The Chinese wine industry is worth $2.8 billion, and unsurprisingly counterfeit wines are a big problem in the world’s most populous country. According to the South China Morning Post, the Chinese “gulp down more French wines than France makes,” with at least half of the Chateau Lafite-Rothschild consumed in the country being fake. For those who haven’t heard of it, this is one of the world’s most expensive red wines.
So what can technology do about it? A lot apparently…
Using blockchain to fight counterfeit wines
The Shanghai-based blockchain startup VeChain has been developing its decentralized supply chain solution for quite some time now, and it think the tech could help the industry as well as the general public regain trust in the quality of the product.
The company is in the midst of testing a blockchain application to verify the quality and the origin of select wines to fight counterfeits. For that endeavor, VeChain is working with retailer Shanghai Waigaoqiao Direct Imported Goods (DIG) and wine producer Pierre Ferraud and Fils. Last year, it has reportedly signed a deal to deliver the French producer’s Beaujolais Nouveau red wine verified on its blockchain platform, which is linked to DIG in terms of retail.
As a result, consumers are able to check the origin of the wine by scanning a quick response (QR) barcode marked on the bottle. This will provide them with essential information about the wine, including winery details, grape variety, an 18-digit Chinese customs declaration number, dates when a bottle was taken from the storage and delivered to a warehouse in Shanghai, as well as when it was supplied to DIG outlets in the city.
“The beauty of blockchain is that shoppers can see information about the whole life cycle of a bottle of wine from various sides, including vineyards, logistics and retailers,” Fu Yu, a partner at VeChain, commented on the project.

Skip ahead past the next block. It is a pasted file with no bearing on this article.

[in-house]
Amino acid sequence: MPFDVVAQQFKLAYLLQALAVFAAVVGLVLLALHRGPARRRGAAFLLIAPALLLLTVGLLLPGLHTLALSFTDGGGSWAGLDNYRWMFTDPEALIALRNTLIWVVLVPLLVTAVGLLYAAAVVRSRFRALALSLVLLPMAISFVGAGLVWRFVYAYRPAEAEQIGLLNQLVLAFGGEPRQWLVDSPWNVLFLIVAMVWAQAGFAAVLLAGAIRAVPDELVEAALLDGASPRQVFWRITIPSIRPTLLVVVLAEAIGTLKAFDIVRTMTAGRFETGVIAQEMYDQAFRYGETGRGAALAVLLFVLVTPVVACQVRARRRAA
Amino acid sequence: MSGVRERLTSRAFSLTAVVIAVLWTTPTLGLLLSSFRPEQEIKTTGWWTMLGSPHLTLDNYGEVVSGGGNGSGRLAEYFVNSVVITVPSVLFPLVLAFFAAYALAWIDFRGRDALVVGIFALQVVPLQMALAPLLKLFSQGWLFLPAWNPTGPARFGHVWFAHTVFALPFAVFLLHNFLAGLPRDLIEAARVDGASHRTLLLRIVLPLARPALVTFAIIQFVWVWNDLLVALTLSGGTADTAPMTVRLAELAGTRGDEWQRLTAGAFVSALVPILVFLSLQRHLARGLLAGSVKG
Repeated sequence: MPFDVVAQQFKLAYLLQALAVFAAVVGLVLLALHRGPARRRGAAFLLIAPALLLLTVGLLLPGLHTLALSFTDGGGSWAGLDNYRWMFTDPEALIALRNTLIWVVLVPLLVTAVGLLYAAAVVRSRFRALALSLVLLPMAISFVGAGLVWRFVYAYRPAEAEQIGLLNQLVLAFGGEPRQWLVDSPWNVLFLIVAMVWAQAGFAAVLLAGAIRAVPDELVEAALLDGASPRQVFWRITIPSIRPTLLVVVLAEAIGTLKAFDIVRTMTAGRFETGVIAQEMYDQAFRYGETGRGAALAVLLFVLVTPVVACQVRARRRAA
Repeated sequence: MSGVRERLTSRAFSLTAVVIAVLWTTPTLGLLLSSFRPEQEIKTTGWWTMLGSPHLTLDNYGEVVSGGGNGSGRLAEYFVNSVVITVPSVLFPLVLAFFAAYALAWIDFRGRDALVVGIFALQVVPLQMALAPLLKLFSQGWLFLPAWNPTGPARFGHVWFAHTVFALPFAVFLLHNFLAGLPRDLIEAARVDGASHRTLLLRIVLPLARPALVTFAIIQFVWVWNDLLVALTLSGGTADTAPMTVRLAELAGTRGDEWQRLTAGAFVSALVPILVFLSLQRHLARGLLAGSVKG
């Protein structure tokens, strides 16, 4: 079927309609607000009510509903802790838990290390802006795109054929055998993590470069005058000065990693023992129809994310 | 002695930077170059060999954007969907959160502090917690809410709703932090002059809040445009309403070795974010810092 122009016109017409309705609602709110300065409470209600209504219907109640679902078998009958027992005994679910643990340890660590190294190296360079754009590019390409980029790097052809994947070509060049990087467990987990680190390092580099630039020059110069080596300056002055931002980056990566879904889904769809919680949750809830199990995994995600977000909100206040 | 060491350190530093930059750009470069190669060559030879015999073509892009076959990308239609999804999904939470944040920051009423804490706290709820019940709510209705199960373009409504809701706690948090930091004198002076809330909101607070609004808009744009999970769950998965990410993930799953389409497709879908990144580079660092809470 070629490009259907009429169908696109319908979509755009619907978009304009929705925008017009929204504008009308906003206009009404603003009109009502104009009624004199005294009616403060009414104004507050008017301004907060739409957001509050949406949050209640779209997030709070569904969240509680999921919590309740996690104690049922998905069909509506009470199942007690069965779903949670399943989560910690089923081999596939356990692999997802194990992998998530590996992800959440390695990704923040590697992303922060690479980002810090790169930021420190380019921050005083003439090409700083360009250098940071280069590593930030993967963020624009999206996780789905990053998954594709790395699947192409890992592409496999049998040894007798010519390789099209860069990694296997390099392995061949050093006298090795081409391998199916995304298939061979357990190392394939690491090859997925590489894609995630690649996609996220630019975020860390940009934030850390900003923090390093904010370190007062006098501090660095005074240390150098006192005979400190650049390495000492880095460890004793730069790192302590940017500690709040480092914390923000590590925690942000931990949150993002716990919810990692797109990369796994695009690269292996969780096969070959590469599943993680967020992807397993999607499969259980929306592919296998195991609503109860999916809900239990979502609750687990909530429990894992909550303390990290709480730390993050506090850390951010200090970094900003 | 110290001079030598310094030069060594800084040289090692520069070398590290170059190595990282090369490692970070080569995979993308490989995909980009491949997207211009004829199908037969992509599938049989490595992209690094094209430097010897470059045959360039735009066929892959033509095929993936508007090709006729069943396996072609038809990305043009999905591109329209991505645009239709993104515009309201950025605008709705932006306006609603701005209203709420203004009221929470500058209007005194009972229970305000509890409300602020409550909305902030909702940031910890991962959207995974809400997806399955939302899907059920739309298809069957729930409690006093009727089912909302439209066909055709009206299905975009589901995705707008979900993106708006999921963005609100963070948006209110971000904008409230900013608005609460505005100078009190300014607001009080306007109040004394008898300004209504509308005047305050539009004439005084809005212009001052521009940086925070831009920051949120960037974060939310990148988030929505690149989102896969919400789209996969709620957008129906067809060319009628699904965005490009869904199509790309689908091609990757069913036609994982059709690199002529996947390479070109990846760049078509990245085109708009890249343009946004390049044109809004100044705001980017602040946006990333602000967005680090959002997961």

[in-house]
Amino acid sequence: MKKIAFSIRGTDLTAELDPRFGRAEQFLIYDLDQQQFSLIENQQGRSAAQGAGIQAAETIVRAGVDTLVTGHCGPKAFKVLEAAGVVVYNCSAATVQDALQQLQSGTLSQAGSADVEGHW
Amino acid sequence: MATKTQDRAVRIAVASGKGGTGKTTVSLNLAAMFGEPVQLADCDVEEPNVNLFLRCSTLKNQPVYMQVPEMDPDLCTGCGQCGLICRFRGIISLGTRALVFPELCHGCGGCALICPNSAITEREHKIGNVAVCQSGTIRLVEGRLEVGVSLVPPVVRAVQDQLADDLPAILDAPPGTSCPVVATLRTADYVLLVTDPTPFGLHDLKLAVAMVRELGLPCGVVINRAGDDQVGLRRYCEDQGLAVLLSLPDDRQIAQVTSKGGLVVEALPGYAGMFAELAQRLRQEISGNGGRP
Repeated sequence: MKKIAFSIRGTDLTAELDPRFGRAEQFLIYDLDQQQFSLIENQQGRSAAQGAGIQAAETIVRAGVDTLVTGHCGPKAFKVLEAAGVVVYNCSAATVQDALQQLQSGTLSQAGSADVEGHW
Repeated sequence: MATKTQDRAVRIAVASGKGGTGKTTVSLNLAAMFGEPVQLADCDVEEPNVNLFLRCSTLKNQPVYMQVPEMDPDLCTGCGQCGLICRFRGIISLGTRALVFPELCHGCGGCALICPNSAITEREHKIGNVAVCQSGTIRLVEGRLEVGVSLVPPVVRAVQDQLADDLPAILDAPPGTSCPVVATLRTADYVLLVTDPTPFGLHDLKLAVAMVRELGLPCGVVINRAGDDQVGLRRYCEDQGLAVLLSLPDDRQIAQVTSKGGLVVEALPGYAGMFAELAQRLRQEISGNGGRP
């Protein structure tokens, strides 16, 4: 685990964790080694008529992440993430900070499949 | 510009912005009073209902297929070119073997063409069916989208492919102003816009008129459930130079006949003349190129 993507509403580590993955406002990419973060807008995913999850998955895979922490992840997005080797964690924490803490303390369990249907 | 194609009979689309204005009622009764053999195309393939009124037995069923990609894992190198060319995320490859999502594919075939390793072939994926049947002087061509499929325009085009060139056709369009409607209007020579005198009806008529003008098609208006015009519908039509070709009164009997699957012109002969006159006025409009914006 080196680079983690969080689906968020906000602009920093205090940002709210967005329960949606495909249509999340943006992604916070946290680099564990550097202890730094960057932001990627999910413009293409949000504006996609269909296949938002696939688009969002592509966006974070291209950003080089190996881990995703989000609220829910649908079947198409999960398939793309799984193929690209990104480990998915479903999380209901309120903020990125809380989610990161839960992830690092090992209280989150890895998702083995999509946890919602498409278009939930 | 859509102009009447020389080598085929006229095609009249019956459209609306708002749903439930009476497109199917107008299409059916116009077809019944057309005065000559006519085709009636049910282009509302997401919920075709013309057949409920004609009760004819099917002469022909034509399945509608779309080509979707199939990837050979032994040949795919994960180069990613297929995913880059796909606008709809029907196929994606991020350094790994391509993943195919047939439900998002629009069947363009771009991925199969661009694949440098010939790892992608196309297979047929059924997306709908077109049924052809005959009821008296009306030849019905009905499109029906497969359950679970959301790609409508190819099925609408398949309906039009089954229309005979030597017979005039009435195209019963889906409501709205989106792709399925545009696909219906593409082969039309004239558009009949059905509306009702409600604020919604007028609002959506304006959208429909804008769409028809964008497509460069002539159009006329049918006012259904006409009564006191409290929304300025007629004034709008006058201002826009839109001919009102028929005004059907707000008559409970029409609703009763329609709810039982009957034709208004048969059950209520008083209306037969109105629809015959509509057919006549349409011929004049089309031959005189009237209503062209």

Beaujolais Nouveau is a young, thus inexpensive wine for which a QR code will “do the trick.” When it comes to premium wines, VeChain will up the notch by integrating a designated near field communications (NFC) chip near the wine stopper. If the chip is broken, it is no longer possible to read or write data onto its blockchain.
Next stop: Italian, Australian and South American wine
In addition to French wines, VeChain also wants to “cover” select wineries in Italy, Australia and South America. This will be a daunting and time-consuming process, but from what we can tell — it is all worth the effort.
So far, some 10,000 blockchain-tracked wine bottles have been shipped to DIG, and the number is expected to increase tenfold in 2019. And from there – who knows? Perhaps this emerges as part of the standard procedure for all wineries looking to sell their goods in China.
In the related “food and blockchain” news, we have seen the Chinese e-commerce giant JD.com implementing a blockchain app to track its meat sales, Walmart using the technology to track food safety, as well as that project involving “putting tomatoes in a blockchain.” Obviously, this market is poised for change, big time.